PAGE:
When financial behemoths Bear Stearns and Lehman Brothers went bankrupt in 2008, the entire U.S. financial sector shuddered, and, for a brief period, it seemed as if they might take down more institutions like them.
For Yi Tang, Ph.D., an assistant professor of finance and business economics in the Fordham Schools of Business, this was evidence that there is data that is not being explored to its full potential.
How, Tang wondered, could we create a measure that can deliver an early warning system to signal whether aggregate systemic risk in the financial sector presages future economic declines?
The answer to the problem is CATFIN (Catastrophic Risk in the Financial Sector), a measure that captures the aggregate risk-taking by the entire financial sector, and complements bank-specific systemic risk measures by forecasting macroeconomic downturns six months into the future.
The CATFIN measure is detailed in the article “Does Systemic Risk in the Financial Sector Predict Future Economic Downturns?” published in the October 2012 issue of the Review of Financial Studies, which Tang co-wrote with Linda Allen, Ph.D., the William F. Aldinger Chair in Banking and Finance at Baruch College, and Turan Bali, Ph.D., the Robert S. Parker Chair of Business Administration at Georgetown University.
The authors came up with a measurement based on extreme loss from U.S. financial firms. They then used a set of macroeconomic variables such as the Chicago Fed National Activity Index, the gross domestic product (GDP) of the United States, and the National Bureau of Economic Research Recession Indicator, to measure the health of the entire U.S. economy.
Their idea was that extreme losses that show up in those measures would be a red flag indicating that financial instability is on the horizon. Regulators can take preemptive actions and set a more constraining limit or higher systemic risk premium on micro-level bank risk exposures. This would introduce a forward-looking approach to risk management that can be applied counter-cyclically to stabilize economic fluctuations.
In addition to the evidence from the U.S. financial sector, the authors show that the predictive power of CATFIN also remains strong for other countries. For example, the regional CATFIN can predict lower GDP growth of the Asian countries and the European Union six and eight months ahead, respectively.
CATFIN is part of a research agenda that covers asset pricing, behavioral finance, risk management, international finance, and corporate finance; moreover, it’s part of Tang’s interest in teasing out truths previously unrevealed by data analysis.
“I’m an empiricist. I have a genuine interest in most finance and economics questions that can be tested by data,” said Tang. “I focus primarily on asset pricing, and how people’s behavior can influence the outcome of market performance.”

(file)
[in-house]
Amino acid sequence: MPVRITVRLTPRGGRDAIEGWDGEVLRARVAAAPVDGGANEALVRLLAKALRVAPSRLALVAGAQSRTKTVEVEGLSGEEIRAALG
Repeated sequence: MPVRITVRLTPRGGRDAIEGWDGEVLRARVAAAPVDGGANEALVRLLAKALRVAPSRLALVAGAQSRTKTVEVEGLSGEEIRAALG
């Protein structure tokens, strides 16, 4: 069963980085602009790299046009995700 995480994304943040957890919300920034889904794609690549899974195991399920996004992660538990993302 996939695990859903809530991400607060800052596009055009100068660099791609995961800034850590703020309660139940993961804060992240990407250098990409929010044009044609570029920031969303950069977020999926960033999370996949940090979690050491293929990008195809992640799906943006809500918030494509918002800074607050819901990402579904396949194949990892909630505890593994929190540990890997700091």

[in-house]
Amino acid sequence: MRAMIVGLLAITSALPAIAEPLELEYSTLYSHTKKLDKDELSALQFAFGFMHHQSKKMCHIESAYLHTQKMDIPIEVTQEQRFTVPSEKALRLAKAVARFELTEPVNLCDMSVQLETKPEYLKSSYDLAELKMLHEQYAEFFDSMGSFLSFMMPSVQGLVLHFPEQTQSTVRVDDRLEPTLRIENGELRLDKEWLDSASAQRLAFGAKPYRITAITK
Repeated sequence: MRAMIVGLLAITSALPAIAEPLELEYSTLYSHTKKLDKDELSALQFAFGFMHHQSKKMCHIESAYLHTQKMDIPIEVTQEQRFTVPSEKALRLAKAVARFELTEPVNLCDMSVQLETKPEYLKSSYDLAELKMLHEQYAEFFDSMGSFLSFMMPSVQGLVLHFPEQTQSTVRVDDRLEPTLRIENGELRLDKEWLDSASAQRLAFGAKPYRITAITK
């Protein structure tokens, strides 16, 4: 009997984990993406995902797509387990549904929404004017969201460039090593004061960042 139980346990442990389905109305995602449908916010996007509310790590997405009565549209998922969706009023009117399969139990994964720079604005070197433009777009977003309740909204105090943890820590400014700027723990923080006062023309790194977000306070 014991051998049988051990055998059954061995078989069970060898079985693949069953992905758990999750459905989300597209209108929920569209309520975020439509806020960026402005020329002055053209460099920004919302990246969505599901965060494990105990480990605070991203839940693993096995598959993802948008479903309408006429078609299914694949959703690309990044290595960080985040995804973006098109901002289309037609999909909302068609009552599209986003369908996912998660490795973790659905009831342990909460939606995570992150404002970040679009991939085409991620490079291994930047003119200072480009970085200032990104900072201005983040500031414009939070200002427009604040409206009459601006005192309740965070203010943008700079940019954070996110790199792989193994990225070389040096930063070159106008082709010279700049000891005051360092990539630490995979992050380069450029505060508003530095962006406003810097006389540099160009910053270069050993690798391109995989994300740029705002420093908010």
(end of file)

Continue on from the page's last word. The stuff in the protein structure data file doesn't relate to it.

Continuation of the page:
Tang recently finished co-writing “Liquidity Shocks and Stock Market Reactions,” with Bali, Peng Lin, Ph.D., associate professor of economics and finance, and Yannan Shen, a doctoral candidate at Baruch College.
The paper was featured at the 2012 Chinese Finance Association’s Best Paper Symposium. It addresses a curious facet of liquidity, which refers to the degree to which a significant quantity can be traded within a short time frame without incurring a large transaction cost or adverse price impact.
A “liquidity shock” is any unexpected change in that transaction cost, be it a negative or positive change, which may be timed around new information about a company’s state.
While negative liquidity shocks usually lead to lower stock returns in the short term, Tang and his co-authors documented that, for firms with less investor attention, a negative liquidity shock will affect the stock price in a much slower manner than firms receiving more attention.
They also found that in certain circumstances, high liquidity shocks can predict a high return in the long term. But investors don’t take advantage of these predictions, because unlike earnings shocks, liquidity shocks are not something they pay close attention to or comprehend easily.
“Earnings shock is typically defined as the difference between actual earnings and analysts’ consensus, which is fairly simple to calculate and understand; investors can easily tell the difference between big and small earnings shocks,” he said. “It is, however, more challenging for them to quantify and interpret the pricing information embedded in liquidity shocks.”
Tang is now pursuing research into social networks and what they can tell investors.
“Users post their opinions about companies there, and investors want to understand whether or not these opinions actually convey useful information about future stock performance,” he said.
On the other hand, social media users may respond to corporate news in a biased way.
“If there is some sort of shock to the firm’s fundamentals, e.g., approval of a new drug by the FDA, we can use comments and opinions on social media to examine whether there exists systematic bias in interpreting these shocks,” Tang said.
“Maybe users comment less on positive but more on negative news, or vice versa,” he said. “And this generates a systematic bias in reacting to corporate news. Whether such bias has implications for future stock performance will be an interesting empirical question to explore.”